Tradition is the strongest principle immediately drilled into the minds of viewers (and students!) as traditional flags and bagpipes are paraded ahead of the teachers, who will instill the future into these boys, and candles are lit one by one to signify the light of knowledge. While ritualistic and stifling, this is only the beginning.
Following the school’s annual ceremony, the boys are whisked away from their parents, long drawn out goodbyes frowned upon. One boy, Neil (Robert Sean Leonard – best known for starring as Dr. Wilson in House) has a moment with his father, though not a touching one. He is reminded of the schoolwork he has done over the summer, the expectations of success for the upcoming year, and dictated what extracurricular activities he may and may not participate in. Reminded he is to become a doctor, Neil succumbs to his father’s wishes, sacrificing his participation in the school yearbook for further in-depth studies.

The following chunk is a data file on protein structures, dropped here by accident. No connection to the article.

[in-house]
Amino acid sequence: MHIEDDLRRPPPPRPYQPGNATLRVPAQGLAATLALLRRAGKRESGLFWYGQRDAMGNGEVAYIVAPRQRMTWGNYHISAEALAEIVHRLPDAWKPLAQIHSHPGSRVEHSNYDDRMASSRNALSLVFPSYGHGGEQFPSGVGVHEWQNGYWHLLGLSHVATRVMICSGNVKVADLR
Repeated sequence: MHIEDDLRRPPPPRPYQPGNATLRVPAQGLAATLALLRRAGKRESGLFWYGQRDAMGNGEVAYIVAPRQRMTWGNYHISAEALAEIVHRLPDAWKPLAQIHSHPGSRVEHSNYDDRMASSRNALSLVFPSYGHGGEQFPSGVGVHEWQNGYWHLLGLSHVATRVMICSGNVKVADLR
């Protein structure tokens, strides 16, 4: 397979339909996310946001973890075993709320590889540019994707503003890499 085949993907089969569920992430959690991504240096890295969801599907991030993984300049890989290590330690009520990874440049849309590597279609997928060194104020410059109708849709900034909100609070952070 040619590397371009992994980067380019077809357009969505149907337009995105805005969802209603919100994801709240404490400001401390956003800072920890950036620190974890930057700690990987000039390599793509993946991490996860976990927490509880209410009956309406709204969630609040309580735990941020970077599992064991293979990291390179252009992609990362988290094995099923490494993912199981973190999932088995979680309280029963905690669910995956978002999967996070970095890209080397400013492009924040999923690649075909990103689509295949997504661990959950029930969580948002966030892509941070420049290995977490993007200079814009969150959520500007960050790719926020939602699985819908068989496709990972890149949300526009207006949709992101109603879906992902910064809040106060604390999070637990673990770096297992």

The boys around Neil follow the same rigorous pattern as they begin their classes the following day – each barely unpacked when they begin planning study groups between them. The expectations on all are high, the workload unimaginable and the fear of failure unbearable. Yet, their entire regimented workload comes to a grinding halt with the beginning of English class and the entrance of a new teacher and former graduate himself – John Keating (Robin Williams).
Mr. Keating immediately dives head first into breaking the mold of education and learning. Instructing the boys to rip out the monotonous and unimaginative introduction to their text on poetry, Keating begins to tear out the pages in their lives of a book that was already written for them before they were born. In this one moment, the love, loss, and hardships of the future the boys are set to face are given not a one way path to success but instead a chance to see the world with new eyes, new possibilities, and new beliefs.
Dead Poets Society in a coming-of-age tale set in a restrictive environment that examines the potential harmful effects on children who are forced to conform to the constraints of school, society, their parents and expectations of their futures. This is not the first coming-of-age story and this would not be the last. Yet, writer Tom Schulman‘s script takes the time to delve deep into the world of the elite academic without turning an eye from those who cause potential harm – even when they think they are doing what is right.